Of the original Temple of Hadrian, only one row of eleven columns is still visible today as part of a seventeenth-century stock exchange building. The temple was built in honor of the Roman emperor Hadrian, who reigned from 117 to 138 AD.
Temple of Hadrian
The Temple of Hadrian was built in 145 AD by Emperor Antoninus Pius, successor of the deified Hadrian, to whom the temple was dedicated. The temple was situated at the Campus Martius (Field of Mars).
A large staircase led to a four meter high podium. On the podium was a cella, surrounded by thirty-eight large Corinthian columns, each 15 meters tall. Along the length of the temple were thirteen columns, the front and back had eight columns each. A small flight of stairs led to the cella, a barrel vaulted chamber decorated with pilasters. At the foot of the pilasters were war trophies and reliefs, allegorical depictions of conquered provinces. Some of the reliefs can now be found at the inner court of the Capitoline Museums.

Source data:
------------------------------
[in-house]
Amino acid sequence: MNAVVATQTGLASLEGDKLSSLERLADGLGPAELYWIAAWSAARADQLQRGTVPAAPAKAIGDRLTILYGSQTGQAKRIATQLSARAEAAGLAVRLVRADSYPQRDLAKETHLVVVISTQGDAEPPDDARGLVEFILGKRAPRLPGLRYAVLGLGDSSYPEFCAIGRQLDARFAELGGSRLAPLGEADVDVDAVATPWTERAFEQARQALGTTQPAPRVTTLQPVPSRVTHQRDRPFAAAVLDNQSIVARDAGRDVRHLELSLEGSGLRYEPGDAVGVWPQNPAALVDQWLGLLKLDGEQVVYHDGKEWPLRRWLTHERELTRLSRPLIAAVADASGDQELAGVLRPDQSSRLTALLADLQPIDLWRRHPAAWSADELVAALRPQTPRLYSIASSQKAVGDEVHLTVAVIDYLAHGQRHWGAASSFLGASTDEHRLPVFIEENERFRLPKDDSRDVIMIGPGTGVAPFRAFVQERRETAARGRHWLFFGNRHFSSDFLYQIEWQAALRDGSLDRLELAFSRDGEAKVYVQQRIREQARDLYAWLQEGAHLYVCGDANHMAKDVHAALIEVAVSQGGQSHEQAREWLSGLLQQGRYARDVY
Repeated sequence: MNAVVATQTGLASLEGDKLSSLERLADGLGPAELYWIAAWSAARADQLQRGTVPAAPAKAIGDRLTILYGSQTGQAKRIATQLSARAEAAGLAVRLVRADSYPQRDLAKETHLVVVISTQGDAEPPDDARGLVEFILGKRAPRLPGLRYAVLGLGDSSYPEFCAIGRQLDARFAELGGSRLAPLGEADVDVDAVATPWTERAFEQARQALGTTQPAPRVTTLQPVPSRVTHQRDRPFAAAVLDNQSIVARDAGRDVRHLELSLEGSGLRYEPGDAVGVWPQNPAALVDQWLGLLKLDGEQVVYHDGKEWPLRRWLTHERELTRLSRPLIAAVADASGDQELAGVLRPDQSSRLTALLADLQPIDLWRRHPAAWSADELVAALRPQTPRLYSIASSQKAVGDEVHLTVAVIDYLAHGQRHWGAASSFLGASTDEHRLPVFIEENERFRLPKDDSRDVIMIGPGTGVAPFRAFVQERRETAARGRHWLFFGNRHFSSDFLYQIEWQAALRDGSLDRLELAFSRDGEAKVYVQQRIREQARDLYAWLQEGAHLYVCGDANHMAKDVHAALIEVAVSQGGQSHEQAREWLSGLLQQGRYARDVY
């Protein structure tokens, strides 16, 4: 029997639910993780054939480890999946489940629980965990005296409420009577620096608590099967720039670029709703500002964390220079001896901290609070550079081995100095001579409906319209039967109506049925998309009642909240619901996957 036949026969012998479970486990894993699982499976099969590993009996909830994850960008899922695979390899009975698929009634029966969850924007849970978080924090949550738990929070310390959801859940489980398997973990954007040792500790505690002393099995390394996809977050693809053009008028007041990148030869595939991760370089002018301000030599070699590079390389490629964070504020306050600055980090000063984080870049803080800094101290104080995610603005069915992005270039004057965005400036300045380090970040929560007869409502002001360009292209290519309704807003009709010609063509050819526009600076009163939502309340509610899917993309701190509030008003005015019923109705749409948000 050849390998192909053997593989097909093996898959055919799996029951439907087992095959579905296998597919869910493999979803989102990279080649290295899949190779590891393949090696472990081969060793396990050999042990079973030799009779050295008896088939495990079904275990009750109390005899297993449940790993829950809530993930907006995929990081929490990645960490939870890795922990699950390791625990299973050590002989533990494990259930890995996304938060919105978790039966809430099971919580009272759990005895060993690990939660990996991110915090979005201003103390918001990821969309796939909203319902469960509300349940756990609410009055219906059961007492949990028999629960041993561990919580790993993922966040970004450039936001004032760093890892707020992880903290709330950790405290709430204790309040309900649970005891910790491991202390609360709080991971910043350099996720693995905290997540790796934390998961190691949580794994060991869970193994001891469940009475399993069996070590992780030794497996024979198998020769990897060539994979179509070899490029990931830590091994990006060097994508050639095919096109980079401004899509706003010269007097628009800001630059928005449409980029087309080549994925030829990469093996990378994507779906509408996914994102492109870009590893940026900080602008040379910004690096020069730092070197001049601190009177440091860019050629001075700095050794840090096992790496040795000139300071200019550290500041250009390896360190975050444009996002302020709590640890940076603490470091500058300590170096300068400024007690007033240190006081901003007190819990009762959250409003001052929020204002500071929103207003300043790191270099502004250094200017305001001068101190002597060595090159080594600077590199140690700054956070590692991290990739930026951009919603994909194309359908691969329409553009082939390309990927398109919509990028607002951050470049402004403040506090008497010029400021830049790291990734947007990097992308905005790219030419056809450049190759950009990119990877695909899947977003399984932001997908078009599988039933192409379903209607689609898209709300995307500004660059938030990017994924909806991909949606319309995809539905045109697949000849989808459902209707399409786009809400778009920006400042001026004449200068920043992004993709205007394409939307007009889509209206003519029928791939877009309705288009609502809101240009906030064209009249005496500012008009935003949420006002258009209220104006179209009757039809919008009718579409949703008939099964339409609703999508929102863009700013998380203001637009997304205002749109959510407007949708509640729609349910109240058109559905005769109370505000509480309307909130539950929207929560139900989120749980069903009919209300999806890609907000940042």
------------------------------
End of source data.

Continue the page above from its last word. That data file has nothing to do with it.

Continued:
A part of the cella’s wall, which was made of a special kind of volcanic tuff, can still be seen behind the remaining columns.
Stock Exchange Building
A mere eleven columns have survived the times; all were part of the north side of the temple.
At the end of the seventeenth century pope Innocent XII commissioned Italian architect Carlo Fontana with the construction of a new papal customs office at the site of the Temple of Hadrian. Fontana, who worked with his son Francesco on the project, integrated the remaining columns of the temple in the new building, which was completed in 1700 after ten years of construction.
Today the building houses the Borsa Valori di Roma, Rome’s stock exchange. It is located at Piazza di Pietra, a small square not far from the Via del Corso.